Three Pages from an Illuminated Manuscript

SKU X.0402

15th Century AD to 16th Century AD


15.4″ (39.1cm) high x 10.25″ (26.0cm) wide




Northern Europe

Gallery Location



These three splendid full-page miniatures probably belonged to a Book of Hours which has since been dismantled. Books of Hours were used in private devotions and provided lay people with the opportunity to follow a shorter version of the prayers recited in the monasteries. By imitating the activity of the religious, men and women hoped to aid their own salvation. The three main scenes depicted were all common in this type of manuscript. The annunciation of the birth of Christ to the shepherds is often found at beginning of Terce, part of the Hours of the Virgin. The flight into Egypt is usually depicted at the start of Vespers. King David and his harp frequently make an appearance at the start of the Penitential Psalms as he is traditionally believed to be their author. One of the most remarkable features of these examples is the fact that the borders around the main images are fully illustrated with narrative scenes. They are also created using full colour not single tones. This was relatively unusual and is a measure of the care lavished upon them. Some of the subsidiary scenes depict actual Biblical events such as the massacre of the innocents. Others are more fanciful such as the band of peasants dancing beneath the annunciation to the shepherds. They were intended to delight the owner and provide a visual explanation of the accompanying text.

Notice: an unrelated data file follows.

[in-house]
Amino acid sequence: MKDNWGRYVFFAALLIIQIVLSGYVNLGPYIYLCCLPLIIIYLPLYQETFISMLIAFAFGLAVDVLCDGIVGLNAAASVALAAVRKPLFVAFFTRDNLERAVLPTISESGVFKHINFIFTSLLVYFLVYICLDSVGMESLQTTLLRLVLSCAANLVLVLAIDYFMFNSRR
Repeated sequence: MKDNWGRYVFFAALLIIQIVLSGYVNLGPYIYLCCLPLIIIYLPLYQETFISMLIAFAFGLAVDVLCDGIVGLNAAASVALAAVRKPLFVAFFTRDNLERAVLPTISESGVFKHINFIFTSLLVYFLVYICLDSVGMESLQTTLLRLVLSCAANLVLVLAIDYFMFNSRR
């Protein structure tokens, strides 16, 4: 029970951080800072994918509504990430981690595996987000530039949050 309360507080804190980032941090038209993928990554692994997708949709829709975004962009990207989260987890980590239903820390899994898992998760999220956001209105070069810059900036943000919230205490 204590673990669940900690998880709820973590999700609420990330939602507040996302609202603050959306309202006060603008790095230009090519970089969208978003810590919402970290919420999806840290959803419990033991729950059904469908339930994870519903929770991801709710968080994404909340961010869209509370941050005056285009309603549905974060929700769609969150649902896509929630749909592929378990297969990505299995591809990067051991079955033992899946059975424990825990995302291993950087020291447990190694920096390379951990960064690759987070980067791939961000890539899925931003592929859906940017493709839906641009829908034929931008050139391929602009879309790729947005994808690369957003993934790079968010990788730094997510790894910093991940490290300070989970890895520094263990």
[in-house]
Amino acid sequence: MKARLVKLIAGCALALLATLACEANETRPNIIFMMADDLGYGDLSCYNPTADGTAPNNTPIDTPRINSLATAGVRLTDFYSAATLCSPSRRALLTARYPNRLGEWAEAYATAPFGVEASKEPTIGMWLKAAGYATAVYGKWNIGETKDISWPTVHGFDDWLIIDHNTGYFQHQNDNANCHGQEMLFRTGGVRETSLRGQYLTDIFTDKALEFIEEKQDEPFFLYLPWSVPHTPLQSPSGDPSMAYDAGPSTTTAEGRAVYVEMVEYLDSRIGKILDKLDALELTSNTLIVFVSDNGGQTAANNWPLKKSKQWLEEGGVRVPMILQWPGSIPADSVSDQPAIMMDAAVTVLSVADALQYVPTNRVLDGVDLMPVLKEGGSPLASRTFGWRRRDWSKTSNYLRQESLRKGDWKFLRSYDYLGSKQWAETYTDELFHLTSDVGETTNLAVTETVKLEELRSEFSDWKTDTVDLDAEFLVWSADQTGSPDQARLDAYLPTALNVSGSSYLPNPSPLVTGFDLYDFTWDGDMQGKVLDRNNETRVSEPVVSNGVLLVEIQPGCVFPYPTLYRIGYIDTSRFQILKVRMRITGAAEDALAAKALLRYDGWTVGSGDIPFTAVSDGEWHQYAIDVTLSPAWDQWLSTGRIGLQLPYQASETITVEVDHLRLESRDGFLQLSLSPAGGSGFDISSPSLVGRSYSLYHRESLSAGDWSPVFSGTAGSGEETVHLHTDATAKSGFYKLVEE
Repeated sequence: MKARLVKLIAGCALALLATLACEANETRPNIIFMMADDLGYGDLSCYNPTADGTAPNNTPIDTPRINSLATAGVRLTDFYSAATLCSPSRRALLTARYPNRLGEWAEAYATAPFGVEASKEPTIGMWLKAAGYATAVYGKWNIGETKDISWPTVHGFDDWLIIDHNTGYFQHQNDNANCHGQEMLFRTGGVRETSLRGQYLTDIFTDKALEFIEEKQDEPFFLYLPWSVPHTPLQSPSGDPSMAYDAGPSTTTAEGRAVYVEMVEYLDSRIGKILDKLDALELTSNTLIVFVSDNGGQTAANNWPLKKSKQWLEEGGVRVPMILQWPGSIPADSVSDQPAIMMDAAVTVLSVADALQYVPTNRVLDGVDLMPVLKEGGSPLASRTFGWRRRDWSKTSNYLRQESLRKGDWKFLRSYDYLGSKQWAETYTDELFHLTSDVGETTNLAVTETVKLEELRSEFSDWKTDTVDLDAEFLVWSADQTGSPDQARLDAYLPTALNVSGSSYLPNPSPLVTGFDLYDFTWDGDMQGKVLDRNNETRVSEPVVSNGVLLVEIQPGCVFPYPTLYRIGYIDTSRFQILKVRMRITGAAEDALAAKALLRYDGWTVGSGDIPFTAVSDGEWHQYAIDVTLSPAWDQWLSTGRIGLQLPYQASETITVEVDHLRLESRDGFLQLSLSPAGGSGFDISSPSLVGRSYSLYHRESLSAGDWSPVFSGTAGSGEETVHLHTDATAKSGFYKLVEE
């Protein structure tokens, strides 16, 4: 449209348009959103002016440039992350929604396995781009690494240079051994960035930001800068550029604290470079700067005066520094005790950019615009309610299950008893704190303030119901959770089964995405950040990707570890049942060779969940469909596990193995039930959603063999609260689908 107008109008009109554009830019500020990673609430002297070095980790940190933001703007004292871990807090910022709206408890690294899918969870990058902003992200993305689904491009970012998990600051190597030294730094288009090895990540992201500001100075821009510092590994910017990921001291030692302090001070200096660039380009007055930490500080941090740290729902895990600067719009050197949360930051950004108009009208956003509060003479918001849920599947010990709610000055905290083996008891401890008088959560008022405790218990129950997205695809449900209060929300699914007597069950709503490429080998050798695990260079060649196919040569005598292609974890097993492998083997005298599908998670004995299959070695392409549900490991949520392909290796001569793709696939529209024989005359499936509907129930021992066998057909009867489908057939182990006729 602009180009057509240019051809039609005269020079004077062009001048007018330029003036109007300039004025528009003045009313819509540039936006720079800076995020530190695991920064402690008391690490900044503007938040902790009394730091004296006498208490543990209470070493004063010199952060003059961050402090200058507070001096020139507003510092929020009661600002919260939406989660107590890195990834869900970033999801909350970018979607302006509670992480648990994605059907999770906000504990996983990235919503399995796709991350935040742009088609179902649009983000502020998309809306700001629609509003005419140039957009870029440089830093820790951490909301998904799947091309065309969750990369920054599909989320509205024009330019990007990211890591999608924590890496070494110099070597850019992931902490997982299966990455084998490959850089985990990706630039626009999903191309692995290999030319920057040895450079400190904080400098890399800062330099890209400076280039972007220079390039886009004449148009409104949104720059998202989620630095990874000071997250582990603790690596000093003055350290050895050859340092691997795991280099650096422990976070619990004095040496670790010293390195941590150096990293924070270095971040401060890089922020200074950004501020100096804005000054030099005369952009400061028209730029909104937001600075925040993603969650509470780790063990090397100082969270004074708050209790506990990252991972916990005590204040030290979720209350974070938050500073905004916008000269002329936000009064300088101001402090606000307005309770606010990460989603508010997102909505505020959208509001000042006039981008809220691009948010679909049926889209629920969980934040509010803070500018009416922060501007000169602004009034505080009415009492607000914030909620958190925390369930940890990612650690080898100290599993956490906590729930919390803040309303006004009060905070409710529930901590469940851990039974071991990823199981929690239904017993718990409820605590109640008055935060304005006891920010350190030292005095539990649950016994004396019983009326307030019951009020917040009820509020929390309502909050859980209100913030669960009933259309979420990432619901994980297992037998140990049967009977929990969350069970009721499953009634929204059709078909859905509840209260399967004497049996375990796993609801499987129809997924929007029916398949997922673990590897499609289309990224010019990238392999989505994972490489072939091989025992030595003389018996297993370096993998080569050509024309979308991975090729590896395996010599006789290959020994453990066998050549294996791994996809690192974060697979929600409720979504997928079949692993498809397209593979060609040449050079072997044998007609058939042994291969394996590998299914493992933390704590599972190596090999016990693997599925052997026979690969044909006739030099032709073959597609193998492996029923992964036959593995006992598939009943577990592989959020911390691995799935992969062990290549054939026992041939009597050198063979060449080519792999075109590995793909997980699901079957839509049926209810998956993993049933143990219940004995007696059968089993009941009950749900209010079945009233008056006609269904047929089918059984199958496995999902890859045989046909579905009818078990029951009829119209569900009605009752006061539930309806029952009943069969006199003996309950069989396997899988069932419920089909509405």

Although illuminated manuscripts were originally produced in monasteries, by the late fifteenth century specialised workshops fulfilled the same function. This period has been termed the ‘golden age’ of illumination. By this date the art was closely related to panel painting and the same artists often worked in both media. The figure of the godhead in the David illumination, for example, finds parallel in works by figures such as Hans Memling and Van Eyck. The style therefore suggests that they were created in northern Europe, possibly in a workshop in France or Flanders. The detailed landscapes and city views are particularly exquisite and recall these traditions. There was a vibrant export trade in these works which were sought after commodities in the leading European courts.

Illuminated manuscripts were the preserve of those with ample disposable income, partly because their production was so time- consuming. In contrast to printed alternatives the materials were also costly. The use of gold leaf on the framing devices confirms this. It has been deliberately placed over layers of red pigment so that it glows with an intense warmth. This type of gilding required immense skill and its secrets were closely guarded. Contemporary guild regulations stipulate that only the most qualified painters were allowed to practice it. The lively detail of the figures make these pages a visual feast and a window onto the religiosity of the late middle ages.

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